The Chinese government allows the open sale of Uyghur slaves on its highly regulated internet in “batches of 50 to 100 people.” Human rights groups have documented some ending up working in factories nationwide; many stay in East Turkistan, forced to pick cotton. According to the 2020 Australian Strategic Policy Institute (ASPI) report Uyghurs for Sale, suppliers across China use Uyghur slaves to manufacture items in the supply chains of at least 83 internationally known companies, including Nike, Nintendo, BMW, and Apple.

Related — Uyghur Rights Group Spox: Companies That Act “Very Woke” Are Profiting from “Modern-Day Slavery”

While Beijing denies the genocide in general and enslaving Uyghurs in particular, the Communist Party does concede that the concentration camps, which it dubbed “vocational and education training centers,” did put people to work. Chinese officials claim the objective of the concentration camps was to give Uyghurs job skills that would give them an advantage in the modern Chinese economy.

The Chinese Communist Party’s denials have done little to ease concerns about the Uyghur genocide in the face of extensive evidence of ongoing abuses. Ongoing calls to regulate companies such as Shein to protect American consumers from buying slave-made products are likely behind Shein’s new charm offensive, which, as Sen. Rubio noted, featured testing of its cotton products that actually found East Turkistani cotton in its garments.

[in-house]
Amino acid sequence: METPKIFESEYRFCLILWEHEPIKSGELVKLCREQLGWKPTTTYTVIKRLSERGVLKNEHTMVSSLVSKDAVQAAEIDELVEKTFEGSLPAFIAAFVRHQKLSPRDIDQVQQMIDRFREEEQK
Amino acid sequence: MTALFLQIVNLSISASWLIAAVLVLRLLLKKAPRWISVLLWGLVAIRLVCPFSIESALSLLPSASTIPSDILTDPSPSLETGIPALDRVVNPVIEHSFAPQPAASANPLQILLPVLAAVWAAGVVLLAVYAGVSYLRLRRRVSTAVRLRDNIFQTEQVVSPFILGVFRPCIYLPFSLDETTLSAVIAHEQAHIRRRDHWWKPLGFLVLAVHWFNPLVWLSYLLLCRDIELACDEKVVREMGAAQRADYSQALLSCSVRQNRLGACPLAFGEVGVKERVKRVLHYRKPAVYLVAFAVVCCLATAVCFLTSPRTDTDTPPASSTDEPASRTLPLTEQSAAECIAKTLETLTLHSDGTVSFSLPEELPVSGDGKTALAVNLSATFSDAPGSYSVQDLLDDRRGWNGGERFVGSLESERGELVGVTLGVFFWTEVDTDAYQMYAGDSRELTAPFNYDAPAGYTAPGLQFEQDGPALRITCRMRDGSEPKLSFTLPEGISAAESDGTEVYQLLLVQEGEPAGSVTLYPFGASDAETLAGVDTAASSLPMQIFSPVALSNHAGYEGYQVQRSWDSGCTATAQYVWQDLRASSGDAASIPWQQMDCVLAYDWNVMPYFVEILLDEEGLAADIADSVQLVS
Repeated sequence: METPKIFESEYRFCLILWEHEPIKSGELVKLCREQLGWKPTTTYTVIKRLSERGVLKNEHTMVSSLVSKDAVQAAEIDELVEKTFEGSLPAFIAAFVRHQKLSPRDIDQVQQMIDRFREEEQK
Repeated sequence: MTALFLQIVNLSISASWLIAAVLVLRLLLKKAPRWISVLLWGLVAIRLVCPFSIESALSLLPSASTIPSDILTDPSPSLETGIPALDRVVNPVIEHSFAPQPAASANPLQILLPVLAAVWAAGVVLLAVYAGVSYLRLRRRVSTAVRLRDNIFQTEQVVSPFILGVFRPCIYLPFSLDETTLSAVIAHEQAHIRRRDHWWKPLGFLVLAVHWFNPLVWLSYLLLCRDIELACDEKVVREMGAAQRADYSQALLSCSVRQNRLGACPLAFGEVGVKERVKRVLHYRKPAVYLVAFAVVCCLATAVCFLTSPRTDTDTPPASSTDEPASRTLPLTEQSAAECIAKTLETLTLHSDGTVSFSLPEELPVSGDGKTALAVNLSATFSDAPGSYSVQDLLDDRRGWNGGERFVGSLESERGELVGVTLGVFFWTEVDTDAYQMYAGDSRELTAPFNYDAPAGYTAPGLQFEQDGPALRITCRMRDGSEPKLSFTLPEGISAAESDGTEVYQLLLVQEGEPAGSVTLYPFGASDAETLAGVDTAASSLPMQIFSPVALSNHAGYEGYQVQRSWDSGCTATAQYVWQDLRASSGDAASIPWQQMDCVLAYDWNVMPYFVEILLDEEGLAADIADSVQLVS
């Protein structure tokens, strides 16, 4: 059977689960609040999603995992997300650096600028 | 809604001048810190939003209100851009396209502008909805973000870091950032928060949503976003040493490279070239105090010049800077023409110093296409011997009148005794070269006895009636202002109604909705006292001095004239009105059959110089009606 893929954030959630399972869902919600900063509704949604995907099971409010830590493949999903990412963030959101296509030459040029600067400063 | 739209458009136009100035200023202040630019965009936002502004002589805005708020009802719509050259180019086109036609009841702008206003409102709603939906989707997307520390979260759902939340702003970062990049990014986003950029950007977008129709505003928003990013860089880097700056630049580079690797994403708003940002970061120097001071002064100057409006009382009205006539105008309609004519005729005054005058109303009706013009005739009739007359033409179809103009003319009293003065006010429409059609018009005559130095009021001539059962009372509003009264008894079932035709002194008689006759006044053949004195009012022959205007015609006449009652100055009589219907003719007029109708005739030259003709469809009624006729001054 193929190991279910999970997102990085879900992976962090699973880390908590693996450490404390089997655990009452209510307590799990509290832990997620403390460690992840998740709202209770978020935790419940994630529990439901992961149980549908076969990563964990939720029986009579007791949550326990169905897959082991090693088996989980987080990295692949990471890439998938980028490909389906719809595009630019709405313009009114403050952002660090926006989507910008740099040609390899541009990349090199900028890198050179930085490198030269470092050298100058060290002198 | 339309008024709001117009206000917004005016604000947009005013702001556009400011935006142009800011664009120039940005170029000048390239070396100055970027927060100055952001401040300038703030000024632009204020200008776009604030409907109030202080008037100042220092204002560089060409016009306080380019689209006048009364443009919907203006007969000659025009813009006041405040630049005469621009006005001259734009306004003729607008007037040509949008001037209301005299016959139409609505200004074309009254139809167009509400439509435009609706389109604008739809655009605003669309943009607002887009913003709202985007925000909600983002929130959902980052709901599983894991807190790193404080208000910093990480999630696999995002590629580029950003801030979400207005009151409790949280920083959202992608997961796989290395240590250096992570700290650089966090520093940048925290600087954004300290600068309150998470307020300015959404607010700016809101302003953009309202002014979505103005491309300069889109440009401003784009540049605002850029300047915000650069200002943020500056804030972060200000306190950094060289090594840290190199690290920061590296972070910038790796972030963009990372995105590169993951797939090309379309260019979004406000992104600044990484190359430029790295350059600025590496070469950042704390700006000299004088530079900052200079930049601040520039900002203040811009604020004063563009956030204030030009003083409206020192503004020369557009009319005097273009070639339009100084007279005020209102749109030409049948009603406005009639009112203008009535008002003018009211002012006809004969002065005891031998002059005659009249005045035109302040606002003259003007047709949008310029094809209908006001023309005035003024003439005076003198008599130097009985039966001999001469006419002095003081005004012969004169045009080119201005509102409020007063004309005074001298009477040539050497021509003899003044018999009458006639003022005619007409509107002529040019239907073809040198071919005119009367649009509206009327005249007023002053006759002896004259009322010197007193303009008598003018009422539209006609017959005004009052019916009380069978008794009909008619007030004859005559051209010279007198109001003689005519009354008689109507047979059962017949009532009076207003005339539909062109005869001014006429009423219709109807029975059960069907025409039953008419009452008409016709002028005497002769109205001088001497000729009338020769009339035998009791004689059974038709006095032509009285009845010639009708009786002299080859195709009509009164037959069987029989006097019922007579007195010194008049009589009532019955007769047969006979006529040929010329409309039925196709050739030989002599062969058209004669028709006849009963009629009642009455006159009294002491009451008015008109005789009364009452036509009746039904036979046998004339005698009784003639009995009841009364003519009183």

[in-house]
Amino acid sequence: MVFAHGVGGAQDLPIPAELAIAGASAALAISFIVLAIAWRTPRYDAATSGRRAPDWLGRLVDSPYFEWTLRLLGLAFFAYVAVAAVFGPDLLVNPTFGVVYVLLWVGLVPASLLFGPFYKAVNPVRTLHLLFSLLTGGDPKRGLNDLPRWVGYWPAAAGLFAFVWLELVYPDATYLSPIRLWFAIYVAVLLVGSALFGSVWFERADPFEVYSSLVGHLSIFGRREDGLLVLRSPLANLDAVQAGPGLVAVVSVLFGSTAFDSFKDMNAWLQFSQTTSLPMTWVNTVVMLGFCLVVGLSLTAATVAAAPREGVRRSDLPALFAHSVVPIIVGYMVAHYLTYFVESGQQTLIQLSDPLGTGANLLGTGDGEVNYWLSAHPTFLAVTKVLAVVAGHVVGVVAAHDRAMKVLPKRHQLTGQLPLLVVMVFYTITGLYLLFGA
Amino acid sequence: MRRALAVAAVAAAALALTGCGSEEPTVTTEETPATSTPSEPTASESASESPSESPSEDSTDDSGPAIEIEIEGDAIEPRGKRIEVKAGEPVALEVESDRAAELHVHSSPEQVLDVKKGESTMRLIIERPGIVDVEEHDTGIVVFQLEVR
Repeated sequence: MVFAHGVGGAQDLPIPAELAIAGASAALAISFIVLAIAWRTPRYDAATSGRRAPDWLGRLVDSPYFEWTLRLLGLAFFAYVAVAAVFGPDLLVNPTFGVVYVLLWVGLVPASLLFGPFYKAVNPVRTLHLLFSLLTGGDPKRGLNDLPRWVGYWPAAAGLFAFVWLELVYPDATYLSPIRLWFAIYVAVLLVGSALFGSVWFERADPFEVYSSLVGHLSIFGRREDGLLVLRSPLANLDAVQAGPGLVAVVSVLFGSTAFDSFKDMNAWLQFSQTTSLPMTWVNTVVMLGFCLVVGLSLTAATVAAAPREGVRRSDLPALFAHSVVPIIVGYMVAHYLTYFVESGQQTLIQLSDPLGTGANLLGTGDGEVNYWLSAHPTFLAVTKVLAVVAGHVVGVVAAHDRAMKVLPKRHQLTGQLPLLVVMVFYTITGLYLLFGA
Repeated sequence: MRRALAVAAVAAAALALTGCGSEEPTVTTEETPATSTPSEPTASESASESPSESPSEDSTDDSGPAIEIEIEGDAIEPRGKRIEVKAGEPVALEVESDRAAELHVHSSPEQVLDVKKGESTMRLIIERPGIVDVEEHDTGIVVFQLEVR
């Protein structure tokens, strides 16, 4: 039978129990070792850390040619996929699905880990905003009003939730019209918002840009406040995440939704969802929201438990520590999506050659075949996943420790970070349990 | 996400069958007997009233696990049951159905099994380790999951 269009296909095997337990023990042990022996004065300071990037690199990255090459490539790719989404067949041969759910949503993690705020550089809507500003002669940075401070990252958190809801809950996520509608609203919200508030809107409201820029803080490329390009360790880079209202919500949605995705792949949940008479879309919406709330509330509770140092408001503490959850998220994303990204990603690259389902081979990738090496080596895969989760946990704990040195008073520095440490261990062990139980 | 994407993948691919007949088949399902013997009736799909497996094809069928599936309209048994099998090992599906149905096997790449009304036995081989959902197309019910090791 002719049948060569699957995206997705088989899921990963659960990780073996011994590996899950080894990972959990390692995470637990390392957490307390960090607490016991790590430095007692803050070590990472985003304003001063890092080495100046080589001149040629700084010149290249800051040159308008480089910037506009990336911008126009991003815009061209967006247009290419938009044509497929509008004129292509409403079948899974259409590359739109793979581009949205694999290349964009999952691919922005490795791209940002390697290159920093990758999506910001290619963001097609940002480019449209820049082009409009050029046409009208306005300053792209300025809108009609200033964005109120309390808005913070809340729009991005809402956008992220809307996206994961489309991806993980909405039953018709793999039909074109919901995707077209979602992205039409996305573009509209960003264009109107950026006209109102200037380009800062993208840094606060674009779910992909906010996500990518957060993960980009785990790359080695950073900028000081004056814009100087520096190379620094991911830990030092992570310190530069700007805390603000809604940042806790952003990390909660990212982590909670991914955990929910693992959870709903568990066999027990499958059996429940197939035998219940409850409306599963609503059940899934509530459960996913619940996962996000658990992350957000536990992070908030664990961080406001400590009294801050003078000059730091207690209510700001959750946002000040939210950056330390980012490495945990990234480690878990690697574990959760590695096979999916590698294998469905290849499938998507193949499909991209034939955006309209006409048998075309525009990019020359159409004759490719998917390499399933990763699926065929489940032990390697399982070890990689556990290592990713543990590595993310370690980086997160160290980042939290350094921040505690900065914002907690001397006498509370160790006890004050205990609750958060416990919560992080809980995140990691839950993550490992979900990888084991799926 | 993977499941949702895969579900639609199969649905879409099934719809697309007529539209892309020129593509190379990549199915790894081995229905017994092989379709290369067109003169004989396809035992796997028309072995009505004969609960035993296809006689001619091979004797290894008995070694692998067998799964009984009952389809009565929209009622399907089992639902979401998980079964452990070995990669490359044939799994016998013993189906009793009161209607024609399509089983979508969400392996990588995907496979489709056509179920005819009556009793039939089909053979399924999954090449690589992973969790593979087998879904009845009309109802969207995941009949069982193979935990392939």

According to Politico, Shein hired Oritain, the industry standard in fabric DNA testing, to identify the origin of its cotton products. Oritain found East Turkistani cotton but said the company largely complies with responsible cotton sourcing given the small amount of its cotton that tested positive for originating in East Turkistan. Shein claims only four percent of its inventory sold in America is made of cotton, and most of its clothing is made with synthetic fabrics, which companies like Oritain cannot analyze as accurately.

Politico noted Shein denied that its synthetic fabrics come from East Turkistan, which is irrelevant given abundant reporting that China sells Uyghur slaves online to factories around the country.

Shein also published a corporate roadmap, titled “EvoluSHEIN,” in June “dedicated to creating opportunities for all stakeholders to access their full potential, anchored in integrity, inclusivity and respect for all.”

The roadmap heavily focuses on environmental concerns, from the mass production of synthetic material to “equitable empowerment” for consumers.

Watch: Uyghur Woman Says She Doesn’t Know Whether Her Relatives Are Alive or Dead

Kurt Zindulka / Breitbart News